Senate Banking Panel Advances Fed, Two Other Financial Nominees
Economics professor Marvin Goodfriend endorsed for Federal Reserve Board

The Senate Banking Committee has narrowly endorsed the nomination of Marvin Goodfriend to the Federal Reserve Board of Governors. (Tom Williams/CQ Roll Call file photo)

The Senate Banking Committee narrowly endorsed Thursday the nomination of Marvin Goodfriend to the Federal Reserve Board as Democrats complained that the economics professor is more focused on fighting inflation than creating jobs.

Goodfriend faced opposition from Democrats because of what they described as a lack of commitment to the Fed’s goal of supporting maximum employment. His nomination advanced on a party-line vote of 13-12.

Steven Mnuchin Mostly Meh on Market Drop
Treasury secretary says Russia sanctions are on the way

Treasury Secretary Steven Mnuchin mostly shrugged off the recent market drop. (Tom Williams/CQ Roll Call)

Treasury Secretary Steven Mnuchin told lawmakers Tuesday that he’s unworried about the sharp drop in equity markets in recent days and noted the stock market is still much higher than it was at the start of the Trump administration.

Mnuchin also said President Donald Trump would be able to appoint a regulator next year for Fannie Mae and Freddie Mac, the government sponsored mortgage giants, adding that the official would have the power to unilaterally curtail affordable housing programs backed by Democrats.

Latest Wells Fargo Penalties Add Fuel to Dodd-Frank Debate
Democrats fret that banks will get off easy under new Federal Reserve leadership

Sen. Sherrod Brown frets that the new leadership at the Federal Reserve will favor lightening restrictions on banks that have defrauded their customers. (Bill Clark/CQ Roll Call)

Democrats are praising former Federal Reserve Board Chair Janet Yellen’s actions against Wells Fargo & Co. and questioning whether the Fed will continue to be as tough now that she has left the central bank.

The Fed’s cease-and-desist order released Friday evening, on Yellen’s final day as chairwoman, restricts the nation’s third-largest bank to the $1.95 trillion in total consolidated assets it had at the end of 2017, a move the company estimates will cut its earnings this year by between $300 million and $400 million. The company had a net income of $22.2 billion in 2017.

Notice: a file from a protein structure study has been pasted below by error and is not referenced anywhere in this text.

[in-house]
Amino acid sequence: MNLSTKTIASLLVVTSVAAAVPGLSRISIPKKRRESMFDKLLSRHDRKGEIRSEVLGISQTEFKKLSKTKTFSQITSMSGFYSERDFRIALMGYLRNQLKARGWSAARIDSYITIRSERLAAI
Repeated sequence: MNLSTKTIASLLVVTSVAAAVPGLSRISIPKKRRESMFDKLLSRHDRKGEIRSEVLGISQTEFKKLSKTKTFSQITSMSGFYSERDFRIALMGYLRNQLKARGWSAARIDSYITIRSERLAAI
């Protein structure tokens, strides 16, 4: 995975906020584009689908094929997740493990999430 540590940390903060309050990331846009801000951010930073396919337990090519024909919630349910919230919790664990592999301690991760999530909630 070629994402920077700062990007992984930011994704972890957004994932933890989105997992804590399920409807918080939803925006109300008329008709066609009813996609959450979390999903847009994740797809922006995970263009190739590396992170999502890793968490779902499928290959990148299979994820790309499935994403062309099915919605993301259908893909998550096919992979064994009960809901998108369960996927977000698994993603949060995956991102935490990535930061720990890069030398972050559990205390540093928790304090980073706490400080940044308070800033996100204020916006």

Debt Ceiling Crunch Will Come in Early March, CBO Says
Extraordinary measures will tide the government over for another month, Treasury predicts

Treasury Secretary Steven Mnuchin is pressing Congress to raise the debt limit. In the meantime, he is using so-called extraordinary measures to stave off a funding crisis. (Tom Williams/CQ Roll Call file photo)

Updated 3:45 p.m. | The Congressional Budget Office on Wednesday said the Treasury Department might make it into the first half of March before running out of cash to pay its bills, or a little later than the date announced by Treasury earlier in the day.

In November, CBO had projected that the statutory debt limit would not be reached until late March or early April. But because of legislation signed into law since the last estimate, most notably the tax code overhaul projected to lose at least $1 trillion in 10-year revenue, CBO is bumping up their timeframe by a few weeks.

White House Backs Expanding Security Review of Foreign Deals

Sen. Thom Tillis, R-N.C., has concerns that some reviews might hamper legitimate purchases by foreign firms. (Bill Clark/CQ Roll Call)

Pending legislation that would expand the reach of a panel’s national security review of foreign business transactions would not discourage foreign investment in the United States or business deals with U.S. companies, Trump administration officials told a Senate committee Thursday.

Heath P. Tarbert, assistant secretary of the Treasury for International Markets and Investment Policy, said bipartisan legislation by Sens. John Cornyn, R-Texas, and Dianne Feinstein, D-Calif., would strengthen one line of defense against adversarial foreign interests gaining access to sensitive military information or important current and emerging technology.